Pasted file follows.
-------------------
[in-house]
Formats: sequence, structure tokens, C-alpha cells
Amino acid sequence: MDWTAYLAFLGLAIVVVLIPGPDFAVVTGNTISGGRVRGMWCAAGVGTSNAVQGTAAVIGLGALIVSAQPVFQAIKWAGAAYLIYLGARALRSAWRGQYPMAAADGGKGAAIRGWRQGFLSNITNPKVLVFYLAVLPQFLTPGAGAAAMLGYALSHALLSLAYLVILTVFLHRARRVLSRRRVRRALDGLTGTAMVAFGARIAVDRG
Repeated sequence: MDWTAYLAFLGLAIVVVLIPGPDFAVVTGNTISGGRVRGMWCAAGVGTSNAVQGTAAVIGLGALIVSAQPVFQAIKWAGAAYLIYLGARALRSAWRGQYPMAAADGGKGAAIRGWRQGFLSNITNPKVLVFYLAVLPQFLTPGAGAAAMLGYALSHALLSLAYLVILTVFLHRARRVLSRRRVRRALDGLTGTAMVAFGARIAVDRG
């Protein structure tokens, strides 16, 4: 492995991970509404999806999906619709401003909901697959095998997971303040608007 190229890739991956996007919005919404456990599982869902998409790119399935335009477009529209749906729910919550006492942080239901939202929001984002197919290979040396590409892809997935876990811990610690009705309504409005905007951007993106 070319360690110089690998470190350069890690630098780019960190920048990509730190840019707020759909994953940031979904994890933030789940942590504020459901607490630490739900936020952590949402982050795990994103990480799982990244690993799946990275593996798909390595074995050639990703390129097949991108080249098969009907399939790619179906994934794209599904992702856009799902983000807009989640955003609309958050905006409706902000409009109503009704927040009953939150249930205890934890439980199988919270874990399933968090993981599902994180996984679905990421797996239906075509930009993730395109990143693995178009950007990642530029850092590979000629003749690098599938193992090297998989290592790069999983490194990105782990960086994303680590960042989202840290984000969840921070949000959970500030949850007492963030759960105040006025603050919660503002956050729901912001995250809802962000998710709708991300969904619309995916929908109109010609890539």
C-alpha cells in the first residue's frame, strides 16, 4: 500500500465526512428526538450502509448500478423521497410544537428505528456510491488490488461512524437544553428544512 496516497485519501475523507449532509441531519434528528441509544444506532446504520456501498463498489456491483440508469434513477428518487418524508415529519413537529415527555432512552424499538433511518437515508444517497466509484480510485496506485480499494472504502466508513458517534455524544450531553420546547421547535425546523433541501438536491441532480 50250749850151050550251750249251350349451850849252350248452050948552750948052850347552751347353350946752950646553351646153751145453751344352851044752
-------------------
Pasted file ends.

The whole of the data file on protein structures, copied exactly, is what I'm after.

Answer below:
[in-house]
Formats: sequence, structure tokens, C-alpha cells
Amino acid sequence: MDWTAYLAFLGLAIVVVLIPGPDFAVVTGNTISGGRVRGMWCAAGVGTSNAVQGTAAVIGLGALIVSAQPVFQAIKWAGAAYLIYLGARALRSAWRGQYPMAAADGGKGAAIRGWRQGFLSNITNPKVLVFYLAVLPQFLTPGAGAAAMLGYALSHALLSLAYLVILTVFLHRARRVLSRRRVRRALDGLTGTAMVAFGARIAVDRG
Repeated sequence: MDWTAYLAFLGLAIVVVLIPGPDFAVVTGNTISGGRVRGMWCAAGVGTSNAVQGTAAVIGLGALIVSAQPVFQAIKWAGAAYLIYLGARALRSAWRGQYPMAAADGGKGAAIRGWRQGFLSNITNPKVLVFYLAVLPQFLTPGAGAAAMLGYALSHALLSLAYLVILTVFLHRARRVLSRRRVRRALDGLTGTAMVAFGARIAVDRG
């Protein structure tokens, strides 16, 4: 492995991970509404999806999906619709401003909901697959095998997971303040608007 190229890739991956996007919005919404456990599982869902998409790119399935335009477009529209749906729910919550006492942080239901939202929001984002197919290979040396590409892809997935876990811990610690009705309504409005905007951007993106 070319360690110089690998470190350069890690630098780019960190920048990509730190840019707020759909994953940031979904994890933030789940942590504020459901607490630490739900936020952590949402982050795990994103990480799982990244690993799946990275593996798909390595074995050639990703390129097949991108080249098969009907399939790619179906994934794209599904992702856009799902983000807009989640955003609309958050905006409706902000409009109503009704927040009953939150249930205890934890439980199988919270874990399933968090993981599902994180996984679905990421797996239906075509930009993730395109990143693995178009950007990642530029850092590979000629003749690098599938193992090297998989290592790069999983490194990105782990960086994303680590960042989202840290984000969840921070949000959970500030949850007492963030759960105040006025603050919660503002956050729901912001995250809802962000998710709708991300969904619309995916929908109109010609890539």
C-alpha cells in the first residue's frame, strides 16, 4: 500500500465526512428526538450502509448500478423521497410544537428505528456510491488490488461512524437544553428544512 496516497485519501475523507449532509441531519434528528441509544444506532446504520456501498463498489456491483440508469434513477428518487418524508415529519413537529415527555432512552424499538433511518437515508444517497466509484480510485496506485480499494472504502466508513458517534455524544450531553420546547421547535425546523433541501438536491441532480 50250749850151050550251750249251350349451850849252350248452050948552750948052850347552751347353350946752950646553351646153751145453751344352851044752